This article cross-posted from Wallwritings
What unites Sheldon Adelson and Dennis Ross? And why did both show up at the same time in the weekend news in two different locations?
Here is how it came down: Casino billionaire Sheldon Adelson gave $5 million to a Newt Gingrich PAC, a huge boost to Gingrich's fading presidential hopes.
Adelson is a strong Zionist supporter. He is described in the latest Forbes magazine issue as the eighth-richest person in America.
Dennis Ross, back on duty in a Washington pro-Israel think tank, wrote a Washington Post column with his usual solution for Middle East peace, that is, take whatever steps Israel will accept.
Still, there had to be something deeper in their connection on this particular weekend between the Iowa caucuses, which Mitt Romney "won" by 8 votes, according to media score keepers, and Tuesday's upcoming New Hampshire primary, which home region guy Romney is expected to win by a large margin.
Finally, after hours of meditation, I remembered a phrase -- yin yang. Normally, when I meditate, I reflect on the journals of John Wesley, the founder of my Methodist tribe of Protestants.
But this time I landed in new territory: Asian philosophy.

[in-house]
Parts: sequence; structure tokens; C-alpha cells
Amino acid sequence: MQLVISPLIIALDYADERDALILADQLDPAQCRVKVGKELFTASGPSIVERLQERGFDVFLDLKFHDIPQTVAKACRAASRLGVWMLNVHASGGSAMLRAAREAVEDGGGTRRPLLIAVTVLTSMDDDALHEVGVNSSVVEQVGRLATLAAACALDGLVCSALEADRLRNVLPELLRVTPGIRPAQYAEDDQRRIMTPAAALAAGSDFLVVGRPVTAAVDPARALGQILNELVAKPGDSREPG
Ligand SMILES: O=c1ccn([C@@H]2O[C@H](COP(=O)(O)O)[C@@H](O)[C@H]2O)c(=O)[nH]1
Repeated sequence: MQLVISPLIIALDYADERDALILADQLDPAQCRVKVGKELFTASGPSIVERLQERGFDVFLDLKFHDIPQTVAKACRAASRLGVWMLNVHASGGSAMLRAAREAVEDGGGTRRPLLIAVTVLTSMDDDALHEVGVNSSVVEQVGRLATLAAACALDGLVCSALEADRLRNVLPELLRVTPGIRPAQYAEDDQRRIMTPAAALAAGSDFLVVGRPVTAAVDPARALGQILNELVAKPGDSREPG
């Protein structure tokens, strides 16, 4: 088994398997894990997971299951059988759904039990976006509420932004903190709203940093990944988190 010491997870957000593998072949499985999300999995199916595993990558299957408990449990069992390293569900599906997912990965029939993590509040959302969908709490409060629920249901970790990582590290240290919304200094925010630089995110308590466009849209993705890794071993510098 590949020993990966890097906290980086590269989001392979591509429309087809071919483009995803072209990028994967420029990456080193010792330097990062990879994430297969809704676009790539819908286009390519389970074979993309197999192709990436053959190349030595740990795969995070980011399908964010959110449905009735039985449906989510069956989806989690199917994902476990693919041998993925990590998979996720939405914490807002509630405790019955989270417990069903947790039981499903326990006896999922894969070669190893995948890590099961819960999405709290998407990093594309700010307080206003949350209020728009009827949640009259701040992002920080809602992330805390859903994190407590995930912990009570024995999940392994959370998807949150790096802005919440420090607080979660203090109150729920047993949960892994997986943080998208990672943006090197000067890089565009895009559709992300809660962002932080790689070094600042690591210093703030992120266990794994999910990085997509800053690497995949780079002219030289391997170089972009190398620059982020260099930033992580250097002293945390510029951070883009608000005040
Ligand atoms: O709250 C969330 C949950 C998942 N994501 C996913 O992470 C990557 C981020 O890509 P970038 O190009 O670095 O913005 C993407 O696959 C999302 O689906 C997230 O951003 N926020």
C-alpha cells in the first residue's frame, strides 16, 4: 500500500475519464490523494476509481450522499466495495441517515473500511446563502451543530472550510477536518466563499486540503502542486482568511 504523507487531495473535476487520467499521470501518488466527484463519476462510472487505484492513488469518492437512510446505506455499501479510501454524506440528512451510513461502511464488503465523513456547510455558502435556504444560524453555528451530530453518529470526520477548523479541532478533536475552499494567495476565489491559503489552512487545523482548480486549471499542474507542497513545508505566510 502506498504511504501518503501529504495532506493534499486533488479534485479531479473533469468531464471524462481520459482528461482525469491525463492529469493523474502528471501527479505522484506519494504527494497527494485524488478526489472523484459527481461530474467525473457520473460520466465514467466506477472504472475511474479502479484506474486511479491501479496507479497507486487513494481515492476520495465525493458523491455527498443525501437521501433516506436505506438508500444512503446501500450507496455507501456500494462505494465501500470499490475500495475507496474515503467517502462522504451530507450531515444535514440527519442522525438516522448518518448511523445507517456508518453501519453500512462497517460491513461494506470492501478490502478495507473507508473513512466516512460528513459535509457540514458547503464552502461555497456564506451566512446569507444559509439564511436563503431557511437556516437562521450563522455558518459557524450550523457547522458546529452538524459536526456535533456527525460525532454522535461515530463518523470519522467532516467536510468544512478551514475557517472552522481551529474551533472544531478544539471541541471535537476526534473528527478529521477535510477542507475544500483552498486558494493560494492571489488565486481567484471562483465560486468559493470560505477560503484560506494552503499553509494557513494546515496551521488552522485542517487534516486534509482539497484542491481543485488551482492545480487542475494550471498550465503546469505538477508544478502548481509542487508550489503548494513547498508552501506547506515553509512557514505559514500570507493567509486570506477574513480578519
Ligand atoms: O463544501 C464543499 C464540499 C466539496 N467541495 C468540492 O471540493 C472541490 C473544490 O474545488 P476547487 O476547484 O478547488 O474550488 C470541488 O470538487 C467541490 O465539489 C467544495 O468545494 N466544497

We have all heard the phrase, yin yang, but what does it mean, really? And how does it relate to Adelson and Ross?
My knowledge of Asia philosophy is, shall we say, limited. But there was Google, always ready with an answer. So I asked Google what unites Adelson and Ross and why do they make me think of yin yang?
This is what Google told me:
"Many natural dualities -- e.g. dark and light, female and male, low and high, cold and hot, water and fire, air and earth -- are thought of as manifestations of yin and yang (respectively).
"Yin yang are not opposing forces (dualities), but complementary opposites that interact within a greater whole, as part of a dynamic system. Everything has both yin and yang aspects as light cannot exist without darkness and vice-versa, but either of these aspects may manifest more strongly in particular objects, and may ebb or flow over time.
"The concept of yin and yang is often symbolized by various forms of the Taijitu symbol, for which it is probably best known in western cultures. " (See symbol above).
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